Britain’s first time buyers may soon be a thing of the past as the next generation of home owners face a life-time of renting - a prospect that worries well over 80 percent of the population according to the latest YouGov poll.
The survey, conducted for the New Homes Marketing Board (NHMB), has found that despite the rising house prices and short supply of available homes, more and more people are determined to get onto the property ladder. This desire has seen mortgage lenders report a huge rise in 100% mortgages as first time buyers struggle to save up their deposits.
Mortgage Advice Bureau (MAB) has said that demand for its 100 percent mortgages doubled in the first nine months of this year, compared with the same period last year while the number of buyers taking out mortgages in excess of 100 percent rose by a further 45 percent.
Other brokers and mortgage lenders have reported a similar trend. The Co-operative Bank has seen a 30 percent rise in 100 percent mortgages as a proportion of its first-time buyer lending since the start of this year while Alliance and Leicester has found a willing market for its new mortgage launched in April which offers loan-to-values of up to 125 percent. Likewise, Abbey, which only entered the market last month, has announced that it has been “pleased with the take-up” of its 100% mortgage deal.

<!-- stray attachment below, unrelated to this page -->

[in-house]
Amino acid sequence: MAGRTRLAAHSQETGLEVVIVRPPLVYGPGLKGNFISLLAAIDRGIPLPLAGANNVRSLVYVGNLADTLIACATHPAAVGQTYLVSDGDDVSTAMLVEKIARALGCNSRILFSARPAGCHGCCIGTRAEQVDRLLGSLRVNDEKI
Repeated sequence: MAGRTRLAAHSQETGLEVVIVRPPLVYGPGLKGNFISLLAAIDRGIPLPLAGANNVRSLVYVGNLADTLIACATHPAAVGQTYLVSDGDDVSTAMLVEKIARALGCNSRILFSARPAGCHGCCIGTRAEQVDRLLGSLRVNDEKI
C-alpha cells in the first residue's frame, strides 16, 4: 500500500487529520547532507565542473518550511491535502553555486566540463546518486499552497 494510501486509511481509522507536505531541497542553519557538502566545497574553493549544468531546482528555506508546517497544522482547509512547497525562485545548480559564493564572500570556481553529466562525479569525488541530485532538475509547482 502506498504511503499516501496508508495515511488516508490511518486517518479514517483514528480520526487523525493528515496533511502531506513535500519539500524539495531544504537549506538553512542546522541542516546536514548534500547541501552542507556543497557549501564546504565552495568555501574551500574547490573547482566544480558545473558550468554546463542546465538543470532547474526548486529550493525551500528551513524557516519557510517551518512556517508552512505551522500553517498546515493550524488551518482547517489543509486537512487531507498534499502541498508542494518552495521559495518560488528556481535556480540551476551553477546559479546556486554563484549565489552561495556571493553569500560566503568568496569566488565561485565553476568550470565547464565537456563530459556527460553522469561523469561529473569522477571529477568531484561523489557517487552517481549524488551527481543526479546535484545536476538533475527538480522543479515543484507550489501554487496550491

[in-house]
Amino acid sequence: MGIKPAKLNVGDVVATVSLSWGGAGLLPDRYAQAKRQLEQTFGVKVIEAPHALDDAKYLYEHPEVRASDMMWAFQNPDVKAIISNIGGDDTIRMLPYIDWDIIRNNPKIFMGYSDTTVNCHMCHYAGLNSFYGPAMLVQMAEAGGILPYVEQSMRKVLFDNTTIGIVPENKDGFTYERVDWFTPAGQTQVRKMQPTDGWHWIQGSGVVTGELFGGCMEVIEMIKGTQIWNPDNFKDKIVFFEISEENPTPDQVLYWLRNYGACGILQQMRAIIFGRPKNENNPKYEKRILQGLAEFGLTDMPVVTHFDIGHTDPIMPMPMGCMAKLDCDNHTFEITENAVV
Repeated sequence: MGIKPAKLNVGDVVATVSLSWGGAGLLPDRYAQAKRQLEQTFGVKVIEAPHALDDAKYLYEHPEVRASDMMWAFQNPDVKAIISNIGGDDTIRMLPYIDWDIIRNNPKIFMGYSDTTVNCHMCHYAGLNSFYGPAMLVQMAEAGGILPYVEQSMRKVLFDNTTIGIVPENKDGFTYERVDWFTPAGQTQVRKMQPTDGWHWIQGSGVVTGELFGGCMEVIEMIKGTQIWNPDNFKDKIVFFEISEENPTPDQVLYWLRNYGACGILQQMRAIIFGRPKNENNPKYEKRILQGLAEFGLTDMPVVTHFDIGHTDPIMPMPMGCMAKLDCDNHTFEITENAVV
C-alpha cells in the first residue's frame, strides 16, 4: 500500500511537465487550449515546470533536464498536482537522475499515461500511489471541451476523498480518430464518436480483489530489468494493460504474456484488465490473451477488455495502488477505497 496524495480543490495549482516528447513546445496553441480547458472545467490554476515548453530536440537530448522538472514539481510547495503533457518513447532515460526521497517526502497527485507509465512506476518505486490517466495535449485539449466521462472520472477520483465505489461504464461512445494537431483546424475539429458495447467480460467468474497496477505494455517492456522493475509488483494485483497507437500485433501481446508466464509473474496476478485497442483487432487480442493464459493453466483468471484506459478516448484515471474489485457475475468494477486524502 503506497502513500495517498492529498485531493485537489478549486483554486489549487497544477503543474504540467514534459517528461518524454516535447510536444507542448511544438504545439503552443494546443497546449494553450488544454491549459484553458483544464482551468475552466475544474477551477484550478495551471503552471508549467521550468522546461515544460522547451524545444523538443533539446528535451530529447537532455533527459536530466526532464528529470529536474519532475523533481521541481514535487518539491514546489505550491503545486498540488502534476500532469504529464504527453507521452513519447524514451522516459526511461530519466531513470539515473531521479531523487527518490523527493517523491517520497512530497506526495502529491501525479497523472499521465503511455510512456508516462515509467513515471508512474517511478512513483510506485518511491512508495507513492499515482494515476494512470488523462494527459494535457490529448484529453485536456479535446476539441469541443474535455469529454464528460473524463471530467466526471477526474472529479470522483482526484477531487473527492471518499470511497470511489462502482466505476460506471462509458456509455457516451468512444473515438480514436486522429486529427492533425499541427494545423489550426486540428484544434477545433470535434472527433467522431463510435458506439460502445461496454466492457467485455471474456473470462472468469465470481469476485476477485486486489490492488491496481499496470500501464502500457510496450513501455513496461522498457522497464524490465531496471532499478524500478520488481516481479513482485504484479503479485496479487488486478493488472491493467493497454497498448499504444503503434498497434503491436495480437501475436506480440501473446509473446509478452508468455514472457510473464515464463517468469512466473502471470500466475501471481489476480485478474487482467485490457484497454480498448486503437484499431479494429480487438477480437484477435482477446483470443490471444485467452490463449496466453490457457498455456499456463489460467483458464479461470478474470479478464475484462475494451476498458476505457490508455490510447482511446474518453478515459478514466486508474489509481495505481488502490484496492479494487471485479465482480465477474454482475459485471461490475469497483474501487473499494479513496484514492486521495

What’s more, increased competition has helped reduce the interest rates on these types of loans, however, the concern is that there will eventually be a premium to pay for these mortgages and this is likely to move higher following the credit squeeze. Already, a number of smaller lenders have taken steps to withdraw products over the last month while rates for others have started creep up.
Brian Murphy, Head of Lending at the MAB, comments: “The need for 100% LTV mortgages has never been more apparent than over the past year. Interest rates have been forced to rise to rein in inflation and slow ever increasing house prices and as a result, buyers have been stretched to the hilt.”
Government incentives, such as scrapping stamp duty on first homes or raising the threshold to £250,000, are being seen as too little too late and first time buyers are being left with little option but to take out huge mortgages if they are ever going to be property owners.
David Pretty, New Homes Marketing Board Chairman adds: “We’re now looking at a situation where perhaps the lost generation of people who can’t afford to buy the home they need today may not be able to afford to rent a decent home in the future either - and that’s a social time bomb.”
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